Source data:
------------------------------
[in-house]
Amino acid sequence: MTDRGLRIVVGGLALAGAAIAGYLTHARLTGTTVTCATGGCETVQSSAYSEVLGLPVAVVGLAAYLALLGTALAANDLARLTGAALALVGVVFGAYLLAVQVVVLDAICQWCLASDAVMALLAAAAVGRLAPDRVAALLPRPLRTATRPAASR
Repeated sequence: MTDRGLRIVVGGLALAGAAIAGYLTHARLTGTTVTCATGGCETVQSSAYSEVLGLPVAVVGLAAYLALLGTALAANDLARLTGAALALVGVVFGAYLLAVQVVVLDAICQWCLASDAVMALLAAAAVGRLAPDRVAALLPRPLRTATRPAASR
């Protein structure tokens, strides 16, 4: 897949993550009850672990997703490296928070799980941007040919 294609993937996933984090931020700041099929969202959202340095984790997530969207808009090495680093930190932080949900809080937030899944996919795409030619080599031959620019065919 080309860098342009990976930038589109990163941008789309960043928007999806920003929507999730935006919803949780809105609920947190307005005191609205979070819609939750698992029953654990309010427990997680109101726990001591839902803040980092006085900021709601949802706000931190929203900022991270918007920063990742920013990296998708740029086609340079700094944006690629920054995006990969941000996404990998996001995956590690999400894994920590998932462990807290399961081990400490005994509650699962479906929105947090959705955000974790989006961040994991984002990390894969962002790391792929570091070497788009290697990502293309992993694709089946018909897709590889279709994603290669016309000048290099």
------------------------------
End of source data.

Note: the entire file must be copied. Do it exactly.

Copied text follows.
[in-house]
Amino acid sequence: MTDRGLRIVVGGLALAGAAIAGYLTHARLTGTTVTCATGGCETVQSSAYSEVLGLPVAVVGLAAYLALLGTALAANDLARLTGAALALVGVVFGAYLLAVQVVVLDAICQWCLASDAVMALLAAAAVGRLAPDRVAALLPRPLRTATRPAASR
Repeated sequence: MTDRGLRIVVGGLALAGAAIAGYLTHARLTGTTVTCATGGCETVQSSAYSEVLGLPVAVVGLAAYLALLGTALAANDLARLTGAALALVGVVFGAYLLAVQVVVLDAICQWCLASDAVMALLAAAAVGRLAPDRVAALLPRPLRTATRPAASR
């Protein structure tokens, strides 16, 4: 897949993550009850672990997703490296928070799980941007040919 294609993937996933984090931020700041099929969202959202340095984790997530969207808009090495680093930190932080949900809080937030899944996919795409030619080599031959620019065919 080309860098342009990976930038589109990163941008789309960043928007999806920003929507999730935006919803949780809105609920947190307005005191609205979070819609939750698992029953654990309010427990997680109101726990001591839902803040980092006085900021709601949802706000931190929203900022991270918007920063990742920013990296998708740029086609340079700094944006690629920054995006990969941000996404990998996001995956590690999400894994920590998932462990807290399961081990400490005994509650699962479906929105947090959705955000974790989006961040994991984002990390894969962002790391792929570091070497788009290697990502293309992993694709089946018909897709590889279709994603290669016309000048290099």